Enhanced Skills

Tribal communities have an opportunity to build communication skills across sectors through system & family focused educational enrichment activities through webinars, virtual learning, GONA training, convenings, and learning communities

Improved Consensus/Teamwork

Tribal community leaders, staff, and families will have an opportunity to build on strategies and resources across tribal communities that show positive outcomes in early childhood/family engagement practices supporting families through shared enrichment activities and TA support

Fostered Coalitions/Networks

Tribal community leaders, staff, and families have an opportunity to network across professional sectors and Tribal communities to collaborate on a variety of early childhood issues to increase access and improve outcomes for children 0-8 and their families

Formulated Policy/Implementing Strategy

Tribal communities in Michigan have an opportunity to improve the quality of their early childhood programs/services through increased 2-way communication that aligns programs/services, increases family access, shares decision making and informs policy



Building Capacity through Family Engagement

HOC Planning Phase Report

Powerpoint: WKKF Communication Basics Toolkit

Starting the Next Phase

Two Year Planning Phase

HOC Year 2 Summit Powerpoint

ITC Summit 2 Presentation

Traverse Bay Children’s Advocacy Center Presentation

TBCAC Cultural Adaption Article (2010)

Zero Tolerance Community Action Plan

MCMCH GreatStart Sandbox Presentation


Learn more, contact:
Michelle Schulte, M.A.
11255 East Fort Rd. A-4; Suttons Bay, MI 49682
Phone: (231) 866-0805


Healthy Start

Healthy Start: Maajtaag Mnobmaadzid, “The Start of a Healthy Life”

Healthy Start is a national infant mortality prevention initiative funded by the U.S. Department of Health and Human Services, Health Resources and Services Administration, Maternal and Child Health Bureau. Our project is one of about 100 federally-funded projects around the country, and includes 10 sites: Bay Mills Indian Community, Grand Traverse Band of Ottawa and Chippewa Indians, Hannahville Indian Community, Keweenaw Bay Indian Community, Little Traverse Bay Bands, Nottawaseppi Huron Band of Potawatomi, Pokagon Band of Potawatomi Indians, Saginaw Chippewa Tribe, Sault Tribe of Chippewa Indians,and American Indian Health & Family Services of Southeast Michigan. Healthy Start focuses on access to and use of health services for women and their families, strengthening local health systems and increasing consumer input into these systems of local care. Each year, we provide personalized, supportive case management to between 600 and 700 people, and community outreach and education services to over 4,000 people in 14 counties in Michigan.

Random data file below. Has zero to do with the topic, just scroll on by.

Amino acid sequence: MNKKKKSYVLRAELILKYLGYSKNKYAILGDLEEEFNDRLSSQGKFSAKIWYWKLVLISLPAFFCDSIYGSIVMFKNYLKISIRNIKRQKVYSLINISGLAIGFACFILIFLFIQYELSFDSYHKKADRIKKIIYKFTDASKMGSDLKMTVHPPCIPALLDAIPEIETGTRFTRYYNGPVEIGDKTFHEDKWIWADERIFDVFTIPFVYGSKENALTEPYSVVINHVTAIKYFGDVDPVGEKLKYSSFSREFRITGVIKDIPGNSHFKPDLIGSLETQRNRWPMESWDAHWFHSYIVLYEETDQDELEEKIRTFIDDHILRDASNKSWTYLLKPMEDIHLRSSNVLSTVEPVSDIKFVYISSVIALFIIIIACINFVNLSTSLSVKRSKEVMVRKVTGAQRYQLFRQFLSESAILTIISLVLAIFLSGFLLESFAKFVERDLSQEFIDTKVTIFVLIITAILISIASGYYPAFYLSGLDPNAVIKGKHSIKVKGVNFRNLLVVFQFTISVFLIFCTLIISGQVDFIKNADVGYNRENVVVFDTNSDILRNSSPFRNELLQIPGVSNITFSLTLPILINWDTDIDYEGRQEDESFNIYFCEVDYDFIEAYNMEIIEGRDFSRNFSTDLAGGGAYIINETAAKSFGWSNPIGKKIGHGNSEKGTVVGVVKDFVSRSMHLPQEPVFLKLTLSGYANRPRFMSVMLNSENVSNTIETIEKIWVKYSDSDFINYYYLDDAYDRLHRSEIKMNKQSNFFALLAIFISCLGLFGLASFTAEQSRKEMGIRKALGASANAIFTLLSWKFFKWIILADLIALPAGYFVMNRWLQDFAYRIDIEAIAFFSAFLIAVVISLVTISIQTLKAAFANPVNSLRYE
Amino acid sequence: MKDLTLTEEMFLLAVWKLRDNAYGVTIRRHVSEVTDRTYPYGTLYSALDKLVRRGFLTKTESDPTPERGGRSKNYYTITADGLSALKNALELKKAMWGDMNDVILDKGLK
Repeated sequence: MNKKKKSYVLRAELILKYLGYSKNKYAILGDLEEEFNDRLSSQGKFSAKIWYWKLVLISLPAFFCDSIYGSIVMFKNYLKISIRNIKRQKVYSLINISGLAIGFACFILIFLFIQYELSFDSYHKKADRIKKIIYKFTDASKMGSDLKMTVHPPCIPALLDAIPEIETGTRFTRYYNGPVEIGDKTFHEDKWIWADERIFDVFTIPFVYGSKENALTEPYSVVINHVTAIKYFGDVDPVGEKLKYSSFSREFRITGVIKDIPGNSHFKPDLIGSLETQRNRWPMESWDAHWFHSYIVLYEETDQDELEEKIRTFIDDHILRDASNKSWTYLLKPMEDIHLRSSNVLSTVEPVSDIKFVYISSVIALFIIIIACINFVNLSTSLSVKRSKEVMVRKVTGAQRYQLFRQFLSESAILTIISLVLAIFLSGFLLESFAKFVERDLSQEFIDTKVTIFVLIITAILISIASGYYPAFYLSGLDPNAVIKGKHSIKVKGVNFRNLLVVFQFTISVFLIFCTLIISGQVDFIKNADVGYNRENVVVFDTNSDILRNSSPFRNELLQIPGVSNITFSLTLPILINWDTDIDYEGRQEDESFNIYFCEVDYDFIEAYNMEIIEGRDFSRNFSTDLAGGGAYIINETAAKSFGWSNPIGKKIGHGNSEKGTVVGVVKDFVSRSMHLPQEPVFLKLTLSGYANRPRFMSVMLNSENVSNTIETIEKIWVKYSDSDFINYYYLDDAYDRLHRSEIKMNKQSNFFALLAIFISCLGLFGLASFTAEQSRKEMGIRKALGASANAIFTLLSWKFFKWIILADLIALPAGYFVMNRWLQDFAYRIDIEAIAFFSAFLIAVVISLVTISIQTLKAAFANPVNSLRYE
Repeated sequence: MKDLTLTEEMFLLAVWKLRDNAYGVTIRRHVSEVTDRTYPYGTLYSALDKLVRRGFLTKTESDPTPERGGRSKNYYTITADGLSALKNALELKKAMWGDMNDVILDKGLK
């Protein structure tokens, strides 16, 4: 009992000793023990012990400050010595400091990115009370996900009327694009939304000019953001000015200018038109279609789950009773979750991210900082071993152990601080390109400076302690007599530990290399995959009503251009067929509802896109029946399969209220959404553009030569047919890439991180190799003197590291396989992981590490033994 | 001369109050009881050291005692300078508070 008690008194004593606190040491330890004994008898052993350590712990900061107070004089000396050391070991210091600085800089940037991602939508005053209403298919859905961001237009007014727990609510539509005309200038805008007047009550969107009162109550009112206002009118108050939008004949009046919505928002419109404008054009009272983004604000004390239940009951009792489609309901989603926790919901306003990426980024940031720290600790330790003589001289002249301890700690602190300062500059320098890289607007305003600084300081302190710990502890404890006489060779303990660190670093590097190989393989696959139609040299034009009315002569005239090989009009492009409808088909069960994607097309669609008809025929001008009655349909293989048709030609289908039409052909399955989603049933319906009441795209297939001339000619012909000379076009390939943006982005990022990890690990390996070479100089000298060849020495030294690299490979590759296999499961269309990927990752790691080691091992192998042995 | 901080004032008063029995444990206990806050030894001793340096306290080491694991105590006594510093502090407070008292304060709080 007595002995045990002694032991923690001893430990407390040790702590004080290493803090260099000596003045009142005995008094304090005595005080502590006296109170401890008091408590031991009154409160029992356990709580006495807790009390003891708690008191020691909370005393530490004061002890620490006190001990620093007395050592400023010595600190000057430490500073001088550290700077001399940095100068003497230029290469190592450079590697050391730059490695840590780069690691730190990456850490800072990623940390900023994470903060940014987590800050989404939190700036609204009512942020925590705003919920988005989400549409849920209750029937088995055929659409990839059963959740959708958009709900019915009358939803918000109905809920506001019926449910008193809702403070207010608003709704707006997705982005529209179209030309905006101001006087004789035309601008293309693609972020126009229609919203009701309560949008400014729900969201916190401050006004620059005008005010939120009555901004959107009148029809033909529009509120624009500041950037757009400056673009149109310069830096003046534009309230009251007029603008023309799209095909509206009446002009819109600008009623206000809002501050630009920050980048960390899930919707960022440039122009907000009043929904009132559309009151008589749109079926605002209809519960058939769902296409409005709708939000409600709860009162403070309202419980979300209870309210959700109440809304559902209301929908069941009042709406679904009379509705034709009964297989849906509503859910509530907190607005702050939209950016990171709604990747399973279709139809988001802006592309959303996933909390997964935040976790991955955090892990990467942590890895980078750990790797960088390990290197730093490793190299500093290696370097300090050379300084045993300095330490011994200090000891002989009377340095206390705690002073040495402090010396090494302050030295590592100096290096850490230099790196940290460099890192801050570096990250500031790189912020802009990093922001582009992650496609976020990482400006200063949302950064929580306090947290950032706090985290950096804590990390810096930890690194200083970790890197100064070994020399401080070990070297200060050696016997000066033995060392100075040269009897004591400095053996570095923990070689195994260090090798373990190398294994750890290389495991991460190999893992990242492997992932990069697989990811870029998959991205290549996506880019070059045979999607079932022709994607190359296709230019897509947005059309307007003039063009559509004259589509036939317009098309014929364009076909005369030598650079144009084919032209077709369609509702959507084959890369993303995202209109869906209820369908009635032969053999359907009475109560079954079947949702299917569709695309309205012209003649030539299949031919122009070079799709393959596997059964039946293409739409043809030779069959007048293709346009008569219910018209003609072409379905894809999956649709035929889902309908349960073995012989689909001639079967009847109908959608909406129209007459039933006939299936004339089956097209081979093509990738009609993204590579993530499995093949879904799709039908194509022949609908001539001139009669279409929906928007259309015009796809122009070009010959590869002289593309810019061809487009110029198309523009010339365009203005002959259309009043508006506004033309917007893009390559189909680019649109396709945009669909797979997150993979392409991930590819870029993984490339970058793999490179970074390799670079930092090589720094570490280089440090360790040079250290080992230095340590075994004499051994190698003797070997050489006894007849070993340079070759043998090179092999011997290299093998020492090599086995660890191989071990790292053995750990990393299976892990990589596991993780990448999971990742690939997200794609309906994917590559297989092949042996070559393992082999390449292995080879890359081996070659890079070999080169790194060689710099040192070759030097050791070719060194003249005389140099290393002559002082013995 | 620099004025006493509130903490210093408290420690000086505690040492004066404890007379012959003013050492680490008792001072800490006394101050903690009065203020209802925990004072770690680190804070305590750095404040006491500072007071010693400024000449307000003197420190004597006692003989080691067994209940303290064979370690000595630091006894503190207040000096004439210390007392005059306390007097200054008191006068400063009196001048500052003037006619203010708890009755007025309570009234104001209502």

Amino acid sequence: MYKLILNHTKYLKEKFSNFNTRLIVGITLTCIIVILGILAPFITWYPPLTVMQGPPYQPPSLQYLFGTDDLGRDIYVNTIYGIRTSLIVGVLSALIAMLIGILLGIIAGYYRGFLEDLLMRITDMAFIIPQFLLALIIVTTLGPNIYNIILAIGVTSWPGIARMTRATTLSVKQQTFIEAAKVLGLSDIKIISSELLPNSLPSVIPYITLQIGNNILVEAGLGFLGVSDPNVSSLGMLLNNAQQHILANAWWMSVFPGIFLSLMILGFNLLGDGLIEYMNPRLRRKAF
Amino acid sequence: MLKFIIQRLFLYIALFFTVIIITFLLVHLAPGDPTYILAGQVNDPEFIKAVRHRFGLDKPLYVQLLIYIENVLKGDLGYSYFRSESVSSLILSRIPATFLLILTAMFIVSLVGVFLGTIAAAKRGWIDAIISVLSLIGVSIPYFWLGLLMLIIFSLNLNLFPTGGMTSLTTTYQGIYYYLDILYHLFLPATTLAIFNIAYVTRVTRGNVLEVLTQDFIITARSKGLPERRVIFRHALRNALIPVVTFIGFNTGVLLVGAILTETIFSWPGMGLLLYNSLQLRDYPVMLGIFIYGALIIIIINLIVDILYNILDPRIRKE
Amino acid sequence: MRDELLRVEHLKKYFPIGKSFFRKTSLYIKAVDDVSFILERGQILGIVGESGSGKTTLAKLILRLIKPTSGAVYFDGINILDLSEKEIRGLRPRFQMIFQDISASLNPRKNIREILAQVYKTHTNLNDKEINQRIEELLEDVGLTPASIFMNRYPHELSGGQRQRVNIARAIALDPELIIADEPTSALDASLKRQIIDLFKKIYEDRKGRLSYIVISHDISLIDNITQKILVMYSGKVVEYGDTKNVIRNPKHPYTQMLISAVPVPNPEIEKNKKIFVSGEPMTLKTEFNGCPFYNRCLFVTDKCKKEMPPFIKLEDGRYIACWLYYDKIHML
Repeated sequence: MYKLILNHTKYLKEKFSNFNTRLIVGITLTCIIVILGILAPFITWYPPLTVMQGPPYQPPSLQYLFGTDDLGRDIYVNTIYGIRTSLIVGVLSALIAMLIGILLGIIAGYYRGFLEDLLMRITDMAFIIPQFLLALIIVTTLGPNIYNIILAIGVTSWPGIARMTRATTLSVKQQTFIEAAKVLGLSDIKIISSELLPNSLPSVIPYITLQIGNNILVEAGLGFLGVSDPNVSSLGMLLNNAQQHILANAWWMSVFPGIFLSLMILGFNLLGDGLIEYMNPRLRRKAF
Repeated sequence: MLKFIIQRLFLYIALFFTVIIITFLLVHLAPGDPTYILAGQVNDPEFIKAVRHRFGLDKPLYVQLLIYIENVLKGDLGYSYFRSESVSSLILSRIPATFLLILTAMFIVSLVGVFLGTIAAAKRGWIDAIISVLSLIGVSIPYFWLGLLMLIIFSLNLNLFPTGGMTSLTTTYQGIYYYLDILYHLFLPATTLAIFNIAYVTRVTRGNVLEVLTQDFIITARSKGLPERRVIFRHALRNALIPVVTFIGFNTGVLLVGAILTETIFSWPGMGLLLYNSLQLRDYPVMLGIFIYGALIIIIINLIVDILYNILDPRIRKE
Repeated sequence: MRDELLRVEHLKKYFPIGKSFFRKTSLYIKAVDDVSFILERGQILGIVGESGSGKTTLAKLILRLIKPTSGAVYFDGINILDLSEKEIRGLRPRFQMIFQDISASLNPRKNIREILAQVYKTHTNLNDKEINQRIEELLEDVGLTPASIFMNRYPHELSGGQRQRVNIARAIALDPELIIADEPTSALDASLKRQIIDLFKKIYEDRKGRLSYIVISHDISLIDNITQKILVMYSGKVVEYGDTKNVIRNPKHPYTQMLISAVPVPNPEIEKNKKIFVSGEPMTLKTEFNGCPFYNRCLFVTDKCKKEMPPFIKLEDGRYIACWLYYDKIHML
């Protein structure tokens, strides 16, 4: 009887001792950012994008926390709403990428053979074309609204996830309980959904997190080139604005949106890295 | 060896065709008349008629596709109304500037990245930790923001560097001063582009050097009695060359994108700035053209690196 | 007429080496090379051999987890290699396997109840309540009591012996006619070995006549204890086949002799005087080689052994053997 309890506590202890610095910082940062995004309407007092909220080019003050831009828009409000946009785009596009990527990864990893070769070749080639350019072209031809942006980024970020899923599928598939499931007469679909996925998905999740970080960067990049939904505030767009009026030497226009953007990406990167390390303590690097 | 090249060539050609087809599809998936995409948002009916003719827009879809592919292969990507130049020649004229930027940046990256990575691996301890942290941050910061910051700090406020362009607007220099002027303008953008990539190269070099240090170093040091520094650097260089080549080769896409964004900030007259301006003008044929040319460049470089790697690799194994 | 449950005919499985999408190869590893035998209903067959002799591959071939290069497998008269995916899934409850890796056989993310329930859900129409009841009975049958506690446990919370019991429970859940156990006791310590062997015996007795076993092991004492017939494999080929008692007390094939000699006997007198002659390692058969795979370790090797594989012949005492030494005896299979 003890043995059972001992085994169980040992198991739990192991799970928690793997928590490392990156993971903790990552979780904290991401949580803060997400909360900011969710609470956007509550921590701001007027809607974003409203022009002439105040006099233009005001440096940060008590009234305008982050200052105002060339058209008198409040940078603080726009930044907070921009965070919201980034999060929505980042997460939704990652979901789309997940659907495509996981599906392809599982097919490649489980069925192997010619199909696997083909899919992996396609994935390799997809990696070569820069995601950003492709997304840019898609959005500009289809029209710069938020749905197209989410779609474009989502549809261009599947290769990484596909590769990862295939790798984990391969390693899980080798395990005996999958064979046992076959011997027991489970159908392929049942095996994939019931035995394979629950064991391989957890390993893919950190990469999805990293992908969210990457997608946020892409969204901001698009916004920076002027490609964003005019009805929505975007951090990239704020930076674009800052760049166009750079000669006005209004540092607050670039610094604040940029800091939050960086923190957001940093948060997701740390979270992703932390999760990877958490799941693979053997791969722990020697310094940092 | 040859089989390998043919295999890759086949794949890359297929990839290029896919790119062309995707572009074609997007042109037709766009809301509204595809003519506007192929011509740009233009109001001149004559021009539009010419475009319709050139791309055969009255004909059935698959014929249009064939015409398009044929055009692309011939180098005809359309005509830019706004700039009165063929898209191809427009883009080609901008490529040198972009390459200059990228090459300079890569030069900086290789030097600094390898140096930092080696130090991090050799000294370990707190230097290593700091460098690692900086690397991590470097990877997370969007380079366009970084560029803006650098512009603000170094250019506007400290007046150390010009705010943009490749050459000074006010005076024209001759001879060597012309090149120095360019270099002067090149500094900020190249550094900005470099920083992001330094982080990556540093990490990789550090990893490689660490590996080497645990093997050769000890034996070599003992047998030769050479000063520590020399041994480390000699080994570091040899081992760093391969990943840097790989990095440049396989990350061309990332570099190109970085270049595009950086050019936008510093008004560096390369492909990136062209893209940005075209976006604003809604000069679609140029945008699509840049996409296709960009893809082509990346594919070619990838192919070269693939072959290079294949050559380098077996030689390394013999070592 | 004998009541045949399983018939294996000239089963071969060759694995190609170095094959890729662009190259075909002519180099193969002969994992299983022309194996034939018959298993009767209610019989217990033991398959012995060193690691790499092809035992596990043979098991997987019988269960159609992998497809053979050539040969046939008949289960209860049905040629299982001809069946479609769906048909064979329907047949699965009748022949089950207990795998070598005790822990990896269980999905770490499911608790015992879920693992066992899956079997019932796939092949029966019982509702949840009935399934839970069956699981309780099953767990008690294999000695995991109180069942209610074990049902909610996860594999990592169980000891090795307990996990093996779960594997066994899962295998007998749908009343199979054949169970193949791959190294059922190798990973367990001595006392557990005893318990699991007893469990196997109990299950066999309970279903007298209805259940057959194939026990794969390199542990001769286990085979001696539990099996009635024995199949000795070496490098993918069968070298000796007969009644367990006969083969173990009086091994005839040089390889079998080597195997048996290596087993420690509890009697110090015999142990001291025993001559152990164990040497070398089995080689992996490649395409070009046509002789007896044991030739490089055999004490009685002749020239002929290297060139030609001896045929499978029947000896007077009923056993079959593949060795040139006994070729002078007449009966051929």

Core Strategies: Healthy Start features evidence-based practices and innovative, culturally informed community-driven interventions. Beginning with direct outreach by community health workers to pregnant and postpartum women, we ensure that mothers and infants have ongoing sources of primary and preventive health care and that their basic needs (housing, psychosocial, nutritional and educational support) are met. Following risk assessments and screening for perinatal depression, case managers provide linkages with appropriate services and education. Most services are delivered through home visiting. Mothers and infants are followed from entry into prenatal care through 2 years after delivery. The project has strong collaborative linkages with State programs including Title V MCH Block Grant, Medicaid, State Child Health Insurance Program, and with local agencies and services.

Success: Since the introduction of Healthy Start in 1997, we have seen a steady downward trend in American Indian infant mortality within the project area, with the disparity gap narrowing between White and American Indian infants. Other trends include a marked increase in first trimester prenatal care, lower prematurity rates, an increase in those securing a medical home, increased screening for pregnancy and postpartum health risks, and increased use of culturally competent elements in policies, guidelines and trainings.

Head Start Staff

Ann Belleau, Head Start Director
Ruth Goorhouse Cindy Payment
Ruth Goorhouse, Disabilities Services Coordinator & Early On Liaison Cindy Payment, Administrative Assistant

Maternal and Child Health Staff

Elizabeth Kushman, Manager Lisa Abramson, Evaluator, Tribal PREP Director
Michelle Schulte, Honoring Our Children Project Director Amanda Leonard, Tribal Home Visiting Program Coordinator
Raeanne Madison, Coalition Coordinator Sandy Thompson, Administrative Assistant

Tribal Home Visiting

The Partnership for Anishnaabe Binoojiinyensag
Tribal Home Visiting Program

The Tribal Home Visiting Program Partnership for Anishinaabe Binoojiiyensag (PAB) project seeks to address persistent disparities in maternal, infant, and early childhood health and social indicators among the American Indian (AI) population through delivery of home visiting services. The project aims to expand the capacity of an existing network of services, furthering progress toward a comprehensive, high-quality early childhood system.

PAB Project Goals